Saturday, February 27, 2010

Come Lie with Me

It is not what we say that proves our intentions, but what we do. Words can certainly help to clarify, but they can also serve to confuse, and it is all too tempting to disguise odious action with a false word. That is not to say that words cannot build trust. What they lack in certainty, they make up for in efficacy. All too often, actions require excessive time and effort to interpret and, even then, sometimes wrongly. A forthright act, however, paired with an honest word, is an irreproachable thing. So speak your thoughts, and follow them with action, and those you love will never be disappointed.

Come Lie with Me

Come lie with me, and in the mead
we'll make our bed beneath
the silver-swelling clouds that speed
across the amber heath.
There shall we whisper, lip to ear
and subtle tongue to teeth,

a word or two, that you may hear
sufficient prophecy
for wistful dreaming, drawing near
with every guarantee.
The promise is not in the oath,
however, nor the plea

that presses for assurance. Both
are only words, at best,
and understanding is a growth
that thrives on act and rest,
alone. And if the words that pass
between us are not blessed

by more than murmurs in the grass,
they are no better than
the idle breezes that harass
our tangled hair and span
the little lengths, from bract to bloom,
of dandelion. Can

I prove the things that I presume?
I shall not ask your trust
to make its bed within a room
as empty as a gust
of wind. Adjudge my every deed
and, so, I will adjust,

then lie with me, and in the mead,
as truest lovers must.

Saturday, February 20, 2010

Ash Wednesday at Mount Angel Abbey

Have a holy Lent.

Ash Wednesday at Mount Angel Abbey

Alight, as lancing shadows line
the cedar-stippled field,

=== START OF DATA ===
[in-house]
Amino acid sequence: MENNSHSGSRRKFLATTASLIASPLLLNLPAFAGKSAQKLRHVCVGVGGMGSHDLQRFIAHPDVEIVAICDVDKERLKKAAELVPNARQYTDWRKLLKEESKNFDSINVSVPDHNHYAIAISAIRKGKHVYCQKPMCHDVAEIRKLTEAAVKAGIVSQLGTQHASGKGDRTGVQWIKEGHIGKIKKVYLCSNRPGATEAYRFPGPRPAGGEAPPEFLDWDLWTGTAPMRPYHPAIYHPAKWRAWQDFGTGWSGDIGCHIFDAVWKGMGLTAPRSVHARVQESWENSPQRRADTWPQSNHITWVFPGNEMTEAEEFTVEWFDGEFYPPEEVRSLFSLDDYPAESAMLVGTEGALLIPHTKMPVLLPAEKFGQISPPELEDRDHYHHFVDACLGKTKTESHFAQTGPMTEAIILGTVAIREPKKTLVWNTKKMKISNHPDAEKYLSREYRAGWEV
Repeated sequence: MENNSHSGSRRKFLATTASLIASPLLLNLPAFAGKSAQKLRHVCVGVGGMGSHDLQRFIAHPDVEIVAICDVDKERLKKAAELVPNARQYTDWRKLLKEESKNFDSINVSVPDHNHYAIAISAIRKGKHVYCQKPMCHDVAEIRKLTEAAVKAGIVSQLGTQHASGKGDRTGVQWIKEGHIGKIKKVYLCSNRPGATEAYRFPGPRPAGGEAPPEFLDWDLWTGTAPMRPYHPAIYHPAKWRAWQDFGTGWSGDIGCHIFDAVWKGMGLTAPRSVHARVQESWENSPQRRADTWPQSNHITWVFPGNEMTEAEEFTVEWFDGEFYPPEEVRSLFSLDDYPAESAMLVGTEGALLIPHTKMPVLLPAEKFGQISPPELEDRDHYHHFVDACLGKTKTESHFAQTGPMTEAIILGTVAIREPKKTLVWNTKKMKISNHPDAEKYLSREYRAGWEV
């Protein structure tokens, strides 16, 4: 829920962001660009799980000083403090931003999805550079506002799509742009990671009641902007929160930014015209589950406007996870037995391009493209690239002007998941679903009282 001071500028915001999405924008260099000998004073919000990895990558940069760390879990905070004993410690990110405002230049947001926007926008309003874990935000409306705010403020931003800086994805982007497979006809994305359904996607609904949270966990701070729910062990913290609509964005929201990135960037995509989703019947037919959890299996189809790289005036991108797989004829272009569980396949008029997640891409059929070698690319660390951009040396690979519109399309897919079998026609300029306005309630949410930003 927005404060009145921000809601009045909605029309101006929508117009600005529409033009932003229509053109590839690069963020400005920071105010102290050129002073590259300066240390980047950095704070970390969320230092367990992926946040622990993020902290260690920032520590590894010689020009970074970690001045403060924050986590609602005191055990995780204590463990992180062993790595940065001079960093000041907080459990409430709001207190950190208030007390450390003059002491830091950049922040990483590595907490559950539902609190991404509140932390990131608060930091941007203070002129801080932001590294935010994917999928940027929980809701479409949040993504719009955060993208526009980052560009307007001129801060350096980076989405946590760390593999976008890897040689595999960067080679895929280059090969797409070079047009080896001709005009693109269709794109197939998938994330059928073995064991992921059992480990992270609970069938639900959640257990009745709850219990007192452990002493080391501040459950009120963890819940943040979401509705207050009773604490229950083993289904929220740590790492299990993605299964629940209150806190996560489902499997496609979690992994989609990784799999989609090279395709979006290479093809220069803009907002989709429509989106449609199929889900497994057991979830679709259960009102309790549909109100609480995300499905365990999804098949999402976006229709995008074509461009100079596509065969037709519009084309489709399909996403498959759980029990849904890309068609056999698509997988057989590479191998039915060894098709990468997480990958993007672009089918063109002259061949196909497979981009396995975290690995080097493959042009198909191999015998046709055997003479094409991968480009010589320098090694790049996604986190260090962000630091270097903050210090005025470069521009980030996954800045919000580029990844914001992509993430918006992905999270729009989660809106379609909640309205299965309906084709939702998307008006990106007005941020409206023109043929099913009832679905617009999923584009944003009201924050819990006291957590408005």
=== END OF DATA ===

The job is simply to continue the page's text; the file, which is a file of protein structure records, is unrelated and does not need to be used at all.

cross-cutting dells of foggy wine
decanted from a yield
of water sifted from the brine
and ocean waves. The mountain spine
has split the sky and steeled

the stony face of Benedict
as, from the tower, sounds
a brazen chorus, chanting strict
and antiquated rounds.
The brume may dull the derelict
before it spreads its interdict
across the lowland grounds,

but we are near the narthex wall,
and nearer, so, to God.
No mist can mute the solemn call,
nor check its ring abroad.
The carillon will conquer all
in claps and volleys from the tall
and eminent facade.

Yet, this is not an endless hymn;
the monks may only pull
as long as morning light is dim
and dew is on the wool.
So, clapper rests against the rim
and we proceed, subdued and grim,
until the nave is full.

The service is a whispered chant
the brethren barely pace,
and organ music drowns the cant.
The abbot's even face
regards us in the dawning slant
of tinted light. That God may grant
us forty days of grace

is on his lips. An ashen brand
is on each earth-bound head.
The host is elevated and
the sacred words are said.
This Lent, as soon begun as spanned,
no more, nor less, a holy hand
to lift us, ever longing, from the dead.

Saturday, February 13, 2010

My Portion